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How To Become A Top 2% Scientist

How to become a top 2% scientist

The 2021 version of the Ioannidis ranking of scientist was published a few weeks ago on the Elsevier page. The description of this dataset is as follows:

Citation metrics are widely used and misused. We have created a publicly available database of over 100,000 top-scientists that provides standardized information on citations, h-index, co-authorship adjusted hm-index, citations to papers in different authorship positions and a composite indicator. Separate data are shown for career-long and single year impact. Metrics with and without self-citations and ratio of citations to citing papers are given. Scientists are classified into 22 scientific fields and 176 sub-fields. Field- and subfield-specific percentiles are also provided for all scientists who have published at least 5 papers. Career-long data are updated to end-of-2020. The selection is based on the top 100,000 by c-score (with and without self-citations) or a percentile rank of 2% or above.

The dataset and code provides an update to previously released version 1 data under; The version 2 dataset is based on the May 06, 2020 snapshot from Scopus and is updated to citation year 2019 available at

This version (3) is based on the Aug 01, 2021 snapshot from Scopus and is updated to citation year 2020.

And in the singleyr_2020 datasheet, entry number 138090 you will find my name. I must admit that my heart made a little leap to find myself in this ranking of top scientists.

This event set me off to think what made me become a top scientist. Your mileage may vary, but here is what helped my work get published and cited:

  1. Write. This step is a bit of an open door, perhaps, but when I started working in Ecuador I was teaching three new courses per semester. I could have shelved my writing projects for a while (I only* had two journal articles from during my PhD, so I didn’t have writing momentum built up yet), but instead I tried to carve out a bit of time, every day, to write. In the end, putting in the time and effort, making it a priority, and having a good pipeline helped me get started with writing my articles.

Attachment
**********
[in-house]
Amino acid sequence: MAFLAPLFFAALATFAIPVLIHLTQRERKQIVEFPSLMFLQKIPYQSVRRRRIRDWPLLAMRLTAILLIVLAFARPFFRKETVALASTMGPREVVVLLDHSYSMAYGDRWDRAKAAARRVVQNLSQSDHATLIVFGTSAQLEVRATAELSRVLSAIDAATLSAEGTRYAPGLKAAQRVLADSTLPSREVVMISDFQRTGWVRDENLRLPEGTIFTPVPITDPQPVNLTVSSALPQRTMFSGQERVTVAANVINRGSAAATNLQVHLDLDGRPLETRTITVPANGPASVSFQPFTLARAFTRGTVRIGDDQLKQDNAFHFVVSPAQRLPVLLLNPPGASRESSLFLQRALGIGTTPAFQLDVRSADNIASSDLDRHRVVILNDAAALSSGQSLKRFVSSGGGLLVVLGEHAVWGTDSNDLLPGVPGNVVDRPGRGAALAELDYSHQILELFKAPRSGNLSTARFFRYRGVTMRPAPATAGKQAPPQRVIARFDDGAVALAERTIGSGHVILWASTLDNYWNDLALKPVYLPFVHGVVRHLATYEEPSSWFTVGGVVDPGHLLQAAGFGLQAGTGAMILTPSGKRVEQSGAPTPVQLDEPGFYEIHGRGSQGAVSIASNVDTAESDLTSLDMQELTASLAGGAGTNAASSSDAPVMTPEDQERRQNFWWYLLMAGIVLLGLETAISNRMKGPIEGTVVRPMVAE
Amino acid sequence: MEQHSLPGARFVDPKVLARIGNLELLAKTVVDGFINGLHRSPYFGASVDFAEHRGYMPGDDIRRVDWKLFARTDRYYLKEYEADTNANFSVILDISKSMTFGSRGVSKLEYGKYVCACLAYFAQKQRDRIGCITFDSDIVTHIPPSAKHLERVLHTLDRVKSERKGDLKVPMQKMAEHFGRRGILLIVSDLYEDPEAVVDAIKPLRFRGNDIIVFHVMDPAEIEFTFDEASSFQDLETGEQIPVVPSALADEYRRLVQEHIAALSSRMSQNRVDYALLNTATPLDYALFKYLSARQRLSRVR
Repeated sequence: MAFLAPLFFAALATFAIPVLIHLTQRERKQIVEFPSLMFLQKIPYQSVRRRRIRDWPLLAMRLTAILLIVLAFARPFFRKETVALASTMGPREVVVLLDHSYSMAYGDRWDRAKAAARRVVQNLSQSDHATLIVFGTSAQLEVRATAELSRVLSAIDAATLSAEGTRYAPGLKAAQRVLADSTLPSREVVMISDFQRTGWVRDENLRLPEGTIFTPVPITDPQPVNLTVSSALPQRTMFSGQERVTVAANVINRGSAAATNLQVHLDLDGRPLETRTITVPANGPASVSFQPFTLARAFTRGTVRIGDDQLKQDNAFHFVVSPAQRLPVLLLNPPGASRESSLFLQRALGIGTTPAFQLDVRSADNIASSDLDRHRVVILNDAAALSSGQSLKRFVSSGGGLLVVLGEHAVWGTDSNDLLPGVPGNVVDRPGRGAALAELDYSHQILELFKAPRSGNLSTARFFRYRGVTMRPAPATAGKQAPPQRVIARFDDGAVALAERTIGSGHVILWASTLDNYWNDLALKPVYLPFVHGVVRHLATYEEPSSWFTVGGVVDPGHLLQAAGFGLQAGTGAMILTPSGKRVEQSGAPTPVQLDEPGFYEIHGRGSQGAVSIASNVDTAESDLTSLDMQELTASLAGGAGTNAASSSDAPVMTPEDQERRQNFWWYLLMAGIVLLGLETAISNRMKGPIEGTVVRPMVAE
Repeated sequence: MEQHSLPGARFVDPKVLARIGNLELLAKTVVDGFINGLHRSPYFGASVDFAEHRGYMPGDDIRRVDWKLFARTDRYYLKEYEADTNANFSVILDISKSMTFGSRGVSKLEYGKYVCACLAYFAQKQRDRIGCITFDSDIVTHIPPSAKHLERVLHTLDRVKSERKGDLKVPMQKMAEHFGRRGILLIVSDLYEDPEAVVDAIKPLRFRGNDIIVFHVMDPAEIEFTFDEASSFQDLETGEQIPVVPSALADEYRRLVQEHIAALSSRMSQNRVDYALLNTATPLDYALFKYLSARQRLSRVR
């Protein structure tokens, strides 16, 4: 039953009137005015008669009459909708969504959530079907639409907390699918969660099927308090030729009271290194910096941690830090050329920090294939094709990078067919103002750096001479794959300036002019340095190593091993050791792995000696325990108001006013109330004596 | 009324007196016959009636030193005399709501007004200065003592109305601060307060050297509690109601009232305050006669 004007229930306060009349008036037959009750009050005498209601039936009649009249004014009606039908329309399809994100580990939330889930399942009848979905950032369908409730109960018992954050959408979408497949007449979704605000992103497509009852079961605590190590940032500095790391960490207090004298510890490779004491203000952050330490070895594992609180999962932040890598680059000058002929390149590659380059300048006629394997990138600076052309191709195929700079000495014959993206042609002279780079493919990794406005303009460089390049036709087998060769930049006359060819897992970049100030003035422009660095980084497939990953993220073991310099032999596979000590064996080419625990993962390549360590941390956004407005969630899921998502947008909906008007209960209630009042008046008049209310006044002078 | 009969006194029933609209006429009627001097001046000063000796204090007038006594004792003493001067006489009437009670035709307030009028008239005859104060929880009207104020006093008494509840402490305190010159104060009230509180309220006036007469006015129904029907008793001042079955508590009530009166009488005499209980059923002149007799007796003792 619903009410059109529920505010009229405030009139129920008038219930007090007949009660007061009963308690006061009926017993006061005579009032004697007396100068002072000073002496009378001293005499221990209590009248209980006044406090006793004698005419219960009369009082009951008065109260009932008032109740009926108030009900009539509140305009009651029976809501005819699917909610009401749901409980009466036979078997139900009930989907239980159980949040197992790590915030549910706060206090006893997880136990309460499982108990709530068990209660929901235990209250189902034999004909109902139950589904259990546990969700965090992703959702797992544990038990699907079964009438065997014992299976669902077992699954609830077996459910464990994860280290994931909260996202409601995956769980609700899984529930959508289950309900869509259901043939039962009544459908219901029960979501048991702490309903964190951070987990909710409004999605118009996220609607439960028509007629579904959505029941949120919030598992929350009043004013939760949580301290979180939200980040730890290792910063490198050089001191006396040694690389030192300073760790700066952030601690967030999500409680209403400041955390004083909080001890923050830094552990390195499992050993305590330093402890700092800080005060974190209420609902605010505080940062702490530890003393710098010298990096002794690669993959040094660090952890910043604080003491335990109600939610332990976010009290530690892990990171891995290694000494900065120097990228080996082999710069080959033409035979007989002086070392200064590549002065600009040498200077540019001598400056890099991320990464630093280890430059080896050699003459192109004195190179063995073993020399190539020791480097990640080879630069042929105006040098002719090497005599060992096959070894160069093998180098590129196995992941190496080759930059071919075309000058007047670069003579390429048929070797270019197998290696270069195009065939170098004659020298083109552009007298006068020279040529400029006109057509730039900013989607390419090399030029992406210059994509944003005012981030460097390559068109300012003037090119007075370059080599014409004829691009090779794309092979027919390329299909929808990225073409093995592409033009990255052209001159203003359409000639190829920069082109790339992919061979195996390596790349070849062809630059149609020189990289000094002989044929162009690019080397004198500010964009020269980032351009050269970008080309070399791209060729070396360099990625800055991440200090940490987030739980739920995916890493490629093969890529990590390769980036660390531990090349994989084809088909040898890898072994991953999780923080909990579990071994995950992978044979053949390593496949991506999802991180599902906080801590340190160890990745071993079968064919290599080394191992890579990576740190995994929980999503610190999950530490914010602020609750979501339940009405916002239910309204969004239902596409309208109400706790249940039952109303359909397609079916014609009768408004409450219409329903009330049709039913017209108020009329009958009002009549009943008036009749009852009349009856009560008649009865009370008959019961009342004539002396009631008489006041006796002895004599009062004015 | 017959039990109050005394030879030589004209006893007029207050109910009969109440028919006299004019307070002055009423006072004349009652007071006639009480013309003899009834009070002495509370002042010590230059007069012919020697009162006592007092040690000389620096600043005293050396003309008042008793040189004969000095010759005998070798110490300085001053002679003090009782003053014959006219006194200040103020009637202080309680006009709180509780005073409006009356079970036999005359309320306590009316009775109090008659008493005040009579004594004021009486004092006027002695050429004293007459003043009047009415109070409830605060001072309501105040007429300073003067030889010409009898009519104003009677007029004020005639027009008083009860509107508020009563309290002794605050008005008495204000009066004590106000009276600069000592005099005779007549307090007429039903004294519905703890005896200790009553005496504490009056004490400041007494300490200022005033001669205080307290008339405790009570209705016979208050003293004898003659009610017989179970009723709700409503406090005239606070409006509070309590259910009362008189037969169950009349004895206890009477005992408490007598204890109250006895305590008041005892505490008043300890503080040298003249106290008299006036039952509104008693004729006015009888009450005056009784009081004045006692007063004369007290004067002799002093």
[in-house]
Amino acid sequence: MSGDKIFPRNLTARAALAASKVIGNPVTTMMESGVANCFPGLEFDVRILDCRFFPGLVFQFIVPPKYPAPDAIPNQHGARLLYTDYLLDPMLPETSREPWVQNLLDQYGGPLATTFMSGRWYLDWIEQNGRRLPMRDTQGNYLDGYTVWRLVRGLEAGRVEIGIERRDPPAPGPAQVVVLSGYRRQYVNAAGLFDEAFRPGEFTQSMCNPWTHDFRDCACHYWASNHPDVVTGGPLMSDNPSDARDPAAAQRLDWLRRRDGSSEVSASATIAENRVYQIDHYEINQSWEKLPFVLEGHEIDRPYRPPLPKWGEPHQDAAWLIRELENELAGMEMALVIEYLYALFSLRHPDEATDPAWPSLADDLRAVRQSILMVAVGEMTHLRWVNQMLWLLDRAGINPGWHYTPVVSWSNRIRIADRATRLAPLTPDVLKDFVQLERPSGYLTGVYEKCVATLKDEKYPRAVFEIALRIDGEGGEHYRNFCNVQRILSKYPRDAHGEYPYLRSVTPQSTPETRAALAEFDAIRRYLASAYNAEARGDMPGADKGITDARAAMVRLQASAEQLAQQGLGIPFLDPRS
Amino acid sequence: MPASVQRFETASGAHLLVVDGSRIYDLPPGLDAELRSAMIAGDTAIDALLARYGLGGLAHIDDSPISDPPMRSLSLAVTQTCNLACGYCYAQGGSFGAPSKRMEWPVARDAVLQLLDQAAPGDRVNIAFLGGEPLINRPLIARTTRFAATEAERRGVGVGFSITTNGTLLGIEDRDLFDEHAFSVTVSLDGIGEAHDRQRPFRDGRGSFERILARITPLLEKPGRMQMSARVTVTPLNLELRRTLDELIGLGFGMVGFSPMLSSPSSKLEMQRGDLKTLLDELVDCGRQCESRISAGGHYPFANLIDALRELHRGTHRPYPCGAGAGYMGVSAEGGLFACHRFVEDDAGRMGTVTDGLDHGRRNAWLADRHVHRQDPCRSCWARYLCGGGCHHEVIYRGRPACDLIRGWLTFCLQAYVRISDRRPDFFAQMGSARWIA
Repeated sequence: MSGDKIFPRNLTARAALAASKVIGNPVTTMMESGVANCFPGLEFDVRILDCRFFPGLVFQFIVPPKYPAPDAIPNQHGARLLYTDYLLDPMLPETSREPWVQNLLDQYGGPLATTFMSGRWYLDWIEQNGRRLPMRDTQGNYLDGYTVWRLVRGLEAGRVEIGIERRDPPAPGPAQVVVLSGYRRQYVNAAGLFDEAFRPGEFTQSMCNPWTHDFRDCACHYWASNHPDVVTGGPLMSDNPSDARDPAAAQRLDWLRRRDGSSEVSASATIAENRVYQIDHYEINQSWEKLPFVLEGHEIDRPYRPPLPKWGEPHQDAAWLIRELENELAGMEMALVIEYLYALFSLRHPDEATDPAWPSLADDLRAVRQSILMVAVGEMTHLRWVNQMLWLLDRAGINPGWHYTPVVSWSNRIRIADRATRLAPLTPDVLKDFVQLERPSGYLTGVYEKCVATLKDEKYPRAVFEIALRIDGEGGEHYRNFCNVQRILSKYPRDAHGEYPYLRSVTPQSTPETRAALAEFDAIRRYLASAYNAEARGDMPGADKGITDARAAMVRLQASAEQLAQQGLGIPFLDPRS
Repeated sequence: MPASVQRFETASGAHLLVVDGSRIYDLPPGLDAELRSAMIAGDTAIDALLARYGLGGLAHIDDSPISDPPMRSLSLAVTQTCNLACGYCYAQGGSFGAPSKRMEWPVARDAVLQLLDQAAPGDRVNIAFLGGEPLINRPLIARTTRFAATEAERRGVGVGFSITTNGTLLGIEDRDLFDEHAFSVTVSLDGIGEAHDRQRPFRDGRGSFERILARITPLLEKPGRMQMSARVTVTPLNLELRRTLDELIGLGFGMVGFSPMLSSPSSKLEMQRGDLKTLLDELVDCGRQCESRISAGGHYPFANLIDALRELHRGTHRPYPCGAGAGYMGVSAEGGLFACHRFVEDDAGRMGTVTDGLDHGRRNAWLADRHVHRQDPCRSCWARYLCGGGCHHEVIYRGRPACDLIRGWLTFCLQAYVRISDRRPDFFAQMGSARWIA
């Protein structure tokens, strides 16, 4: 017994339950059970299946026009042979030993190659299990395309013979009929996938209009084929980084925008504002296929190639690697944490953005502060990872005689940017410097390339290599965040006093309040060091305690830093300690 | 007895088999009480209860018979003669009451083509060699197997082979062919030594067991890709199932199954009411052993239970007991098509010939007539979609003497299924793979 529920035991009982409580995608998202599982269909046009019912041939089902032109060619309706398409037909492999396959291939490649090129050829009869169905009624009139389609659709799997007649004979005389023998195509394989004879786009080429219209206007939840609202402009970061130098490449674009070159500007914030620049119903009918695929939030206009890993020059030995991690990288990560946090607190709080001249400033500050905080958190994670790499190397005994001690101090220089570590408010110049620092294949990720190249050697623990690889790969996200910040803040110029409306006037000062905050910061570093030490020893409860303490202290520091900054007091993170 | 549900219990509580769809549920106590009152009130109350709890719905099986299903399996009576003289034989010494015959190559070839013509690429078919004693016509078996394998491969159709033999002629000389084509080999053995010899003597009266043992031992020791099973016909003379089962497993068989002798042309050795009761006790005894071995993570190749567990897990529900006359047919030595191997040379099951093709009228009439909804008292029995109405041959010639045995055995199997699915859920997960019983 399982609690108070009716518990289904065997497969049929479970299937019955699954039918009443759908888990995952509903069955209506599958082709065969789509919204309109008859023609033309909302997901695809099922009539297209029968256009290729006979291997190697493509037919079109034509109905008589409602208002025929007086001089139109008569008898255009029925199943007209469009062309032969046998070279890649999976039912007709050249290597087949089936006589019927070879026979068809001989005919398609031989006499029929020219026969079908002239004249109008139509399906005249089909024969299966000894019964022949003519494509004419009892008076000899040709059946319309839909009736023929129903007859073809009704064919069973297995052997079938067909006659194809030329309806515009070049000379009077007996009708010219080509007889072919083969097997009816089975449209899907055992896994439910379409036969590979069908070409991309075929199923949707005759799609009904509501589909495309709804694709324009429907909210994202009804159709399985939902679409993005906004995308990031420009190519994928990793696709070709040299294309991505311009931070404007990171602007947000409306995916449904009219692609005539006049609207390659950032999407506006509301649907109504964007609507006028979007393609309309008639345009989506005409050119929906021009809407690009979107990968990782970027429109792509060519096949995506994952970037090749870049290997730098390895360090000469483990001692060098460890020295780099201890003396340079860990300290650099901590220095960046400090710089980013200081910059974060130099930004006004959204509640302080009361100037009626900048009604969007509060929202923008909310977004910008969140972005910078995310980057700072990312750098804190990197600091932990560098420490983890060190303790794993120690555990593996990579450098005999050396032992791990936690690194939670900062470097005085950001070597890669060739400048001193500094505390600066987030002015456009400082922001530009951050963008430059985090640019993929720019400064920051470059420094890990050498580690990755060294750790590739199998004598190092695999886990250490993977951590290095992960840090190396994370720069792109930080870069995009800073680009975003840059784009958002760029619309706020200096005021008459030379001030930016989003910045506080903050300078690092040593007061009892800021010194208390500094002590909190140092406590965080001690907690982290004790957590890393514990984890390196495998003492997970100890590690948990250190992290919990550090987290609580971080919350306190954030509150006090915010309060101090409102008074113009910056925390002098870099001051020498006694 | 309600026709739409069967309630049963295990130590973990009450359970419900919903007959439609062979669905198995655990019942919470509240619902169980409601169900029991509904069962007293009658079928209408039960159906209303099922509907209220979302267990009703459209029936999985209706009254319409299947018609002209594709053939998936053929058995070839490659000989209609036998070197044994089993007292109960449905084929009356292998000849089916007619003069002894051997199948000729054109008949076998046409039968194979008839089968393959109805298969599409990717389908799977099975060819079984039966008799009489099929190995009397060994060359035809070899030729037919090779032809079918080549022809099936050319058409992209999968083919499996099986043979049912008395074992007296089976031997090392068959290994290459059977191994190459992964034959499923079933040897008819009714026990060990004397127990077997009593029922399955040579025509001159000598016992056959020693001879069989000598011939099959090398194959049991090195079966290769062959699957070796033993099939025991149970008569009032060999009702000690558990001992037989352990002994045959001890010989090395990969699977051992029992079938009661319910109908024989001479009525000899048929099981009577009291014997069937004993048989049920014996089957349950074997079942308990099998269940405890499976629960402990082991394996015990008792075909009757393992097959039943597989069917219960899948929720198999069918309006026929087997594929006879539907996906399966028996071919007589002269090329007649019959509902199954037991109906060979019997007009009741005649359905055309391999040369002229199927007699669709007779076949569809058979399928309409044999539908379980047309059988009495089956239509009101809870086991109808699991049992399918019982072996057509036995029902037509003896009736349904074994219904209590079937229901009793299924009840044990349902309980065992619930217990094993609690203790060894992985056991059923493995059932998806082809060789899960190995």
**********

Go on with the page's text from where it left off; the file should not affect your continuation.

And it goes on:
2. Work on single-authored papers. If you want to get known for your research outside of the research you carried out during your PhD, working on single-authored papers can be important. Granted, it will be difficult to get funding for a project for yourself alone, but you can work on a theoretical analysis, or an analysis of existing data, to move your work forward.
  3. Collaborate internationally. On the other hand, working with others is also important, and expanding your network beyond what you built up during your PhD is crucial in the ECR years. Try to reach out to colleagues internationally, see how you can exchange ideas, and eventually maybe these actions will lead to papers or citations.
  4. Share data. One of my most cited articles is single-authored work that was surprisingly low budget (in fact, I only got a small grant from my university to cover costs of presenting this work at a conference). I developed a database of shear experiments on fiber reinforced concrete beams with longitudinal steel and without stirrups, and wrote an open access paper about the data, placed the database on Zenodo, and wrote a theoretical analysis article as well. Many other researchers have used my database, and have cited my articles on the topic as well.
  5. Make my work discoverable? I’m not sure if being a blogger and being visible on social media has contributed to my work being more cited. Perhaps it has helped some researchers find my work, but I have the impression most visibility has come from collaborations, technical committees, and conference presentations

* Read this with sarcasm. In my research group, in that time, having a paper during the PhD was considered a win.

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